Many and varied faces of our city’s homeless
Tristan has been living in the camp for about a month, where he said he has set up a small tent and is treating the camp as a “place to sleep at night”.
Previously camping with other people near Mangles Bay, Tristan said they had been forced to move on, after which he spent time in the city living on the streets, before returning to Rockingham.
“This is just a temporary thing for me until I get back on my feet,” he said.
Growing up in the area, Tristan said he was in the process of applying for a home, but a lack of identification documents was making the process incredibly difficult.
“It’s easy to get a bond together, but the issue is putting together identification to secure a place,” he said. “Places want you to provide past water or electricity bills, but when you are sleeping rough, you don’t have anything like that, so without that paperwork you are stuffed when trying to find a house.”
Tristan said although there was a youth and women’s hostel close by, there was nothing available for men.
“If we are offered accommodation it is always in Fremantle or the city, so we can’t stay near here,” he said. “I think a lot of people choose to stay here and sleep rough so they can stay in the area they are from.”
He said a strong sense of community had developed between people living in the camp, with at least one person always staying at the camp to look out for everyone’s belongings.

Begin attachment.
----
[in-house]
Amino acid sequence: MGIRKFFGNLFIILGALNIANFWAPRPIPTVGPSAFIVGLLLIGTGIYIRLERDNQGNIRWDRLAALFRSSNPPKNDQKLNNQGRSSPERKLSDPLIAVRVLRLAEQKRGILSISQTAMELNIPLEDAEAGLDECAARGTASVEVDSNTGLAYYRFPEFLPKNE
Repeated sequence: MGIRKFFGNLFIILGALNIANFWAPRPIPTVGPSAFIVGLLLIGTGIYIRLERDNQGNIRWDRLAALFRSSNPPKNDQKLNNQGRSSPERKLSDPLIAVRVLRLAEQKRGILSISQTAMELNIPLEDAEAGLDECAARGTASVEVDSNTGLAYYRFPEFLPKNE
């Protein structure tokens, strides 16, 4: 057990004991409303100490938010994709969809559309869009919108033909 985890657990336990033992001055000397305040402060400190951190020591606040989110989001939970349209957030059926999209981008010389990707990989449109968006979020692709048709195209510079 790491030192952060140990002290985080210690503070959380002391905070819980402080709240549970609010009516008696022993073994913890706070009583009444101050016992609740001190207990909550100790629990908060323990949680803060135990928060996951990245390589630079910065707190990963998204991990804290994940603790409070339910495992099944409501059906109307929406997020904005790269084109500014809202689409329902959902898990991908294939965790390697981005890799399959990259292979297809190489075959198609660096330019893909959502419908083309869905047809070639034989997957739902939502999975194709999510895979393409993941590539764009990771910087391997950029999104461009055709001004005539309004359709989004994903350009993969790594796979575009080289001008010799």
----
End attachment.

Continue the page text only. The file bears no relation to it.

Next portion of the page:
“Whenever I leave, I’ll make sure to leave my tent so someone else can use it,” he said.
Laurie has been homeless on and off for several years, and has been living in the camp for the past five weeks with a friend.
His patch of the camp has been transformed, with a separate bedroom, living area, kitchen and bathroom.
When sleeping on the streets, Laurie said he would be woken most nights to his belongings being stolen or the threat of violence.
“I feel safe here and I’m not scared. I can have a decent night’s sleep,” he said.
Raising his two sons as a single father, Laurie said he had been plagued by mental health issues and one day walked out of his house and never returned.
He has a small generator for power and brings water to the site.
Laurie said he previously spent almost all his Newstart allowance on rent, with only $38 a week left to survive on. “If it was affordable I would pay rent, but if there is accommodation I am not aware of it,” he said. “At the end of the day, where are they going to move us?”
Germaine spent time living in her car last year and recently moved into the camp to stay close to her children, who live in the area.
“I’m just trying to live a healthy and happy life,” the 45-year-old said. “We have been cleaning up, I take out the rubbish each day.
“I don’t see anything wrong with the way we are living, we all have our little goals.”
A lack of affordable housing options forced Germaine out of the market, while a desire to live on her own has meant finding her own place almost impossible.
“I really don’t want to be forced in living with someone I don’t know,” she said.
I feel safe here and I’m not scared. I can have a decent night’s sleep.